Organisations might call these different things such as major incidents or P1’s. Ultimately they are bad for your system. Check out this blog where I tell you why. So we need to be really clear about the impact of these on our system, how many we can deal with, and what truly makes an expedite.

I often see teams get many expedites as stakeholders know this is the fast lane. Some of them are important, others are just trying to push their luck. So we need to get a handle on this.

Our policy here might be a definition of what is an acceptable expedite that a team would take in, and a work in progress limit (WIP) to say we can only work on one of these at a given time.

There are other classes of services you can do this with as well, such as the Intangibles. Think of these as improvements to the system. You might have a policy that says you will keep 15% of the teams capacity to work on improvements.

A policy on a fixed date class of service might be that there truly is an impact if this thing is not done. Impact here could be financial or other.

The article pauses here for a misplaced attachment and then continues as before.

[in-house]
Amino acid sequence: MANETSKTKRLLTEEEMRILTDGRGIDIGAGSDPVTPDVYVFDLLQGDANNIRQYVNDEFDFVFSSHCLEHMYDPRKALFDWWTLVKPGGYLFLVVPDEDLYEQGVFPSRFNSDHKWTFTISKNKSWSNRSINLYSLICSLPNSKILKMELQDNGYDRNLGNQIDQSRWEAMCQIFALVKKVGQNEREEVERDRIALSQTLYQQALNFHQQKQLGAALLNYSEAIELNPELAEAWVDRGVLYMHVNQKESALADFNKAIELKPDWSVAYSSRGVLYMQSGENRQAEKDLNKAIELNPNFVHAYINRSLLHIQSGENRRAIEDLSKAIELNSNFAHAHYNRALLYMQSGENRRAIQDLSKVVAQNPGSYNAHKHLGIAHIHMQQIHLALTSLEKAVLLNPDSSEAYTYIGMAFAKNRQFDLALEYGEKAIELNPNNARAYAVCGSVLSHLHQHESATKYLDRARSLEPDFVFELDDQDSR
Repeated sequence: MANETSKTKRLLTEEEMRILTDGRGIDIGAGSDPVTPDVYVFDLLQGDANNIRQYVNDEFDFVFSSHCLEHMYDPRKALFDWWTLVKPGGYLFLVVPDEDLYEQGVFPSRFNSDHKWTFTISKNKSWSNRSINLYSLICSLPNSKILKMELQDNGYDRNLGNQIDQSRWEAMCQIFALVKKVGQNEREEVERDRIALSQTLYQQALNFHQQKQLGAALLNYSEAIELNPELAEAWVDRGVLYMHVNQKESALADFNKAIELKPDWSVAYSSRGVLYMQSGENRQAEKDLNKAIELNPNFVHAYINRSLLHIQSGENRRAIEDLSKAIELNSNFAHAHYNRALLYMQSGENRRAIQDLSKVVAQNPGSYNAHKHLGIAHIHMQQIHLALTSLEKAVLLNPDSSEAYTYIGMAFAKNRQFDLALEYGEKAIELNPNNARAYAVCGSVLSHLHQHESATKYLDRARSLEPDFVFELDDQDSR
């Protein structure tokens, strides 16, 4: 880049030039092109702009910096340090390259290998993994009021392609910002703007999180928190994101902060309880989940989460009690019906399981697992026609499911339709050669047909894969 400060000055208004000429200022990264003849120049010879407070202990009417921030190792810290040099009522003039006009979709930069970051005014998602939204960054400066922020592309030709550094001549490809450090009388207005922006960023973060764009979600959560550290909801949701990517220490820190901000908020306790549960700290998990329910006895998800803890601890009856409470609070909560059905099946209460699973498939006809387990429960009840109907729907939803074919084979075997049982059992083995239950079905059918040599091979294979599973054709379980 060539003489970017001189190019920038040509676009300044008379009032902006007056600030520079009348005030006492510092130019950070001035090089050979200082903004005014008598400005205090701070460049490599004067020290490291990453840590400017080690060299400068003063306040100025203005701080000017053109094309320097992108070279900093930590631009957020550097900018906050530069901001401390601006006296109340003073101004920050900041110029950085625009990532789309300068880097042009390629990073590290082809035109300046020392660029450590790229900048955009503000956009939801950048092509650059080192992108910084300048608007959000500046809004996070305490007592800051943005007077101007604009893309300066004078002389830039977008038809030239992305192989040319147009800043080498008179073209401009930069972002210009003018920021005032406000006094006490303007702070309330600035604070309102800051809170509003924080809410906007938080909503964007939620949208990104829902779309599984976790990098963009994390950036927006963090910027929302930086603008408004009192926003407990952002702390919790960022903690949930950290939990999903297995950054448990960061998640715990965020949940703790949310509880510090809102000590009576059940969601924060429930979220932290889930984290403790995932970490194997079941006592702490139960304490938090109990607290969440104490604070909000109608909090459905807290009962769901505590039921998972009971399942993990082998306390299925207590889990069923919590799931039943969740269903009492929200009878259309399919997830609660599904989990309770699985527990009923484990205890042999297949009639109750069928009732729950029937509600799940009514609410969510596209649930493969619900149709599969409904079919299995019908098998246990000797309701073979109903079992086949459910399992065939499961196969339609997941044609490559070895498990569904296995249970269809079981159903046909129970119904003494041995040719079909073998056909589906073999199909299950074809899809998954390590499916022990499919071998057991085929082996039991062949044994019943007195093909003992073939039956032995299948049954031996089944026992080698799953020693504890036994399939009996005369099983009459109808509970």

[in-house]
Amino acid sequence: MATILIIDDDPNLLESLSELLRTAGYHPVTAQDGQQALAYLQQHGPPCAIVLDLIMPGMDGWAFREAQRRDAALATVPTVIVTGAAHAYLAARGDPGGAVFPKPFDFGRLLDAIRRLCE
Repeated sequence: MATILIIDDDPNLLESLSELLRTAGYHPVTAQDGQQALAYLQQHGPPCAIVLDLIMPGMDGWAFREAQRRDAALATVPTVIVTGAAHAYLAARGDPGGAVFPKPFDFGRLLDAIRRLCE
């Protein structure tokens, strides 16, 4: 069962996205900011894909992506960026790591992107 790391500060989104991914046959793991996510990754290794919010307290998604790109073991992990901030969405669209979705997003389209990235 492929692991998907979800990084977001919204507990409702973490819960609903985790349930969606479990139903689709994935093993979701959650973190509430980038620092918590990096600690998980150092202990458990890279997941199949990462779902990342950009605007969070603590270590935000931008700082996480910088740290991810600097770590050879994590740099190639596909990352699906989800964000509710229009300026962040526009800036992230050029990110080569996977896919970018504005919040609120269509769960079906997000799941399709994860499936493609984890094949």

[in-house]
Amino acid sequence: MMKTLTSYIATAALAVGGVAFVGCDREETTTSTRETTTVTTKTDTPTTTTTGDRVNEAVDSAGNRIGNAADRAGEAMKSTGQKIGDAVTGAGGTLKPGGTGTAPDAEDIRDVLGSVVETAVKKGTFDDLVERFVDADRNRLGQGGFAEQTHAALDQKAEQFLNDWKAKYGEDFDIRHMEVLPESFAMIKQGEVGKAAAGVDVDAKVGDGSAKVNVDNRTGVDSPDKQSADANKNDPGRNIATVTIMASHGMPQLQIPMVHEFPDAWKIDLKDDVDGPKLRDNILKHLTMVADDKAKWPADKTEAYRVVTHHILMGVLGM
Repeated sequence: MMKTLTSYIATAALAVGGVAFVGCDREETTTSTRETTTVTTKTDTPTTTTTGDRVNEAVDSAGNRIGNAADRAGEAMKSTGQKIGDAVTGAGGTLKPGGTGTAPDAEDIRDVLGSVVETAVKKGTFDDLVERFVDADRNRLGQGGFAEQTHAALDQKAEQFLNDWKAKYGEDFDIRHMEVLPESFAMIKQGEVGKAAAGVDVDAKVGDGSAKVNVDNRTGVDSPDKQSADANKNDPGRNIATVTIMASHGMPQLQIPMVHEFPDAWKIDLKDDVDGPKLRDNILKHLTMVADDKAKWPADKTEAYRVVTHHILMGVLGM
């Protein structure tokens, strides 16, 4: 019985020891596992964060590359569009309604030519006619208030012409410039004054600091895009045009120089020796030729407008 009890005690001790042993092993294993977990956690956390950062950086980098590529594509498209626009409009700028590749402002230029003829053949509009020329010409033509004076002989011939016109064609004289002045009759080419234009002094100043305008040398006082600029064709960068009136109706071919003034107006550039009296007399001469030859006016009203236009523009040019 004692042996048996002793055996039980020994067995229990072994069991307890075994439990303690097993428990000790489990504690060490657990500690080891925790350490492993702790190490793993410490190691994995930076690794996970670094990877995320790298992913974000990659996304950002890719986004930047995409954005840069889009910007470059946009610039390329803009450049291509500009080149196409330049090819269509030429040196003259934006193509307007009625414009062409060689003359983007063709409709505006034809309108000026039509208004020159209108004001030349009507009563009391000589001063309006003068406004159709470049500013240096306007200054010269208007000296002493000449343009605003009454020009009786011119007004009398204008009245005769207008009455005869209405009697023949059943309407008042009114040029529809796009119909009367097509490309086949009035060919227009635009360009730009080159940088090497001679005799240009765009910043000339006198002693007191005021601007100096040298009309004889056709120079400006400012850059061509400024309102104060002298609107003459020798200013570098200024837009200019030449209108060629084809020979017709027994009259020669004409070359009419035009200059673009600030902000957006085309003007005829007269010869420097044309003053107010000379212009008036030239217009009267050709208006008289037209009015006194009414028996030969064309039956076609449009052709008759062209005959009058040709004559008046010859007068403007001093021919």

So you have lots of options. What would your expedite policy look like?

Policies on Types of Work or Different Customers

If you are a team that does lots of different services eg project, support, small change then you are going to have lots of different types of work that you need to juggle. Maybe you need an explicit policy to ensure that each of these types of work gets done. Sometimes we call these ‘Capacity Allocation’ and have these as work in progress limits on the horizontal swim lanes. Not many tools allow you to have limits on these, and so a agreement needs to be put in place verbally and recorded.